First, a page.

Beauty & Imitation brings to bear scholarly philosophical resources on important questions about the nature of art. But it was not written just for those with a degree. The book’s narrative approach is meant to keep art’s most burning questions from getting lost in the fog of academic debate.

It would be most satisfying for me, in fact, if those who simply have a deep love for art, and not least artists themselves, found some illumination in the book, and an important resource for their own efforts to recall the arts to their proper function in humanity’s address to sacred order.

Bibliographical Note: For more on culture and art as the address to sacred order, see Philip Rieff, My Life Among the Deathworks (Charlottesville, VA: University of Virginia Press, 2006). For more on the transformation of art in the modern world, see Larry Shiner, The Invention of Art (Chicago, IL: University of Chicago Press, 2001), and Charles Taylor, Sources of the Self (Cambridge, MA: Harvard University Press, 1989).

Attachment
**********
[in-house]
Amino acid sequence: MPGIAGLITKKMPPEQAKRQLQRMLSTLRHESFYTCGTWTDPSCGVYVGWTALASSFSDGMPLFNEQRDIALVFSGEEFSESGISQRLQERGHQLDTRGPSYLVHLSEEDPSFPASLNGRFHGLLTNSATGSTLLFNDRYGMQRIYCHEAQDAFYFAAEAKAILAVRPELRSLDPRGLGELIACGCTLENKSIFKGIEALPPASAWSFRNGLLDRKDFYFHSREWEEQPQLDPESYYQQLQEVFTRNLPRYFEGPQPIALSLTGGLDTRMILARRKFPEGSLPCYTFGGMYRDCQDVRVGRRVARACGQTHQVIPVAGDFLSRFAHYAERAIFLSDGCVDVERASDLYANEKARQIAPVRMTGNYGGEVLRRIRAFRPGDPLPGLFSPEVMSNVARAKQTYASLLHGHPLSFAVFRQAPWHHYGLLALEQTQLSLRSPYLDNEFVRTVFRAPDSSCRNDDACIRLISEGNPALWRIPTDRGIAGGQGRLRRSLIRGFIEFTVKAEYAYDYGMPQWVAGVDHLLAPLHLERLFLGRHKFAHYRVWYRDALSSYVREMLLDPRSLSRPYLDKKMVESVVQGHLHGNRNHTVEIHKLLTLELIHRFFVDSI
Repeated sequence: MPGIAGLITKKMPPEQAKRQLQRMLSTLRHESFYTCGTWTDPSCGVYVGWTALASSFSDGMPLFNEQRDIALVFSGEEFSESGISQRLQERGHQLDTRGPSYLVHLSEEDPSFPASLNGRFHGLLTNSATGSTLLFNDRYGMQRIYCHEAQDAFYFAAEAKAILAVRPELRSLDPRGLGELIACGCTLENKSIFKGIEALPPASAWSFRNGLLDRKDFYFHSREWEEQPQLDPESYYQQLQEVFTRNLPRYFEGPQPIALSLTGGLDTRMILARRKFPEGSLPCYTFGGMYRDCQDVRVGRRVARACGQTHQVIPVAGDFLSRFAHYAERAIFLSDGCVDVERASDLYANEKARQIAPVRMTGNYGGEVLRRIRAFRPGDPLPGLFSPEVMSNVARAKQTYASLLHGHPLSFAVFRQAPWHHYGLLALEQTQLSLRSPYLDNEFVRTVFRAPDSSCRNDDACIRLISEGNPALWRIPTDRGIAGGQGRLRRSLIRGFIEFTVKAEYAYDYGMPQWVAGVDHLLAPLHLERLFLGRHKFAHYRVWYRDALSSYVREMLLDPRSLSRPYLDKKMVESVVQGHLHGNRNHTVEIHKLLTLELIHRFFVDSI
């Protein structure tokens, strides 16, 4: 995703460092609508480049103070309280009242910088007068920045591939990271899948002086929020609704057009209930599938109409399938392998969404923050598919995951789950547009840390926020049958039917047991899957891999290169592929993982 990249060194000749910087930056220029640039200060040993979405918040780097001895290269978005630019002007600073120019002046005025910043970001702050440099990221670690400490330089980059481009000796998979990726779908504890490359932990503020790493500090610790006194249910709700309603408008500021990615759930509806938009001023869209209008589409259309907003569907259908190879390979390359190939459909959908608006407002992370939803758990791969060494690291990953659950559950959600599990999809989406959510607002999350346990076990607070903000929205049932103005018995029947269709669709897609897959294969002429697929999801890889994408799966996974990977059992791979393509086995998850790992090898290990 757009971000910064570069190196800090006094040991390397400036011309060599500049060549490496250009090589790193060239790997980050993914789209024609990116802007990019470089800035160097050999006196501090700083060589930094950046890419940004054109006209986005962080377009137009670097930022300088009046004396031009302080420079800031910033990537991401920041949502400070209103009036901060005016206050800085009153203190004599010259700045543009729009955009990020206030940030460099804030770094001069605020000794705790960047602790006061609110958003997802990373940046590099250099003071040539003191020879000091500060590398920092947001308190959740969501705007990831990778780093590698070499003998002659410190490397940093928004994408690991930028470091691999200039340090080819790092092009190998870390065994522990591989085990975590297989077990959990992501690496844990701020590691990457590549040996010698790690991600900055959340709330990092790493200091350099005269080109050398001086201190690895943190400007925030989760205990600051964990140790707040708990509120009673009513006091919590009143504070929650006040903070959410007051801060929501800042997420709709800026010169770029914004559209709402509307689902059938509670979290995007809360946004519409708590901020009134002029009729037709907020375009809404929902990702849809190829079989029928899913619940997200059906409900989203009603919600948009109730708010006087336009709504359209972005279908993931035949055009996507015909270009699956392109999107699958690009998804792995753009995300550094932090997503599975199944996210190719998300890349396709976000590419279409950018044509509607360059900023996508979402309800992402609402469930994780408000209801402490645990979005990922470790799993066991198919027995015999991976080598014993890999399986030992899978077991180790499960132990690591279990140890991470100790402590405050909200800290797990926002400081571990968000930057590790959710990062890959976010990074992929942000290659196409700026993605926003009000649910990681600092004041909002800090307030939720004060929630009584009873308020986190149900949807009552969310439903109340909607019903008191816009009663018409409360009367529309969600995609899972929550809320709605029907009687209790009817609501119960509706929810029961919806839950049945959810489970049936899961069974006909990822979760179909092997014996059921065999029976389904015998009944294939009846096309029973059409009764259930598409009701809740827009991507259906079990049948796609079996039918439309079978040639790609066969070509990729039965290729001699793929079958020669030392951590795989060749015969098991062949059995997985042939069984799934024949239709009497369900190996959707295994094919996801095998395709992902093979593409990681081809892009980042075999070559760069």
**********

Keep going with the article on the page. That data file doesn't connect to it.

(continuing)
Beauty & Imitation: A Philosophical Reflection on the Arts is available now in the Word on Fire Bookstore.

Beauty and Imitation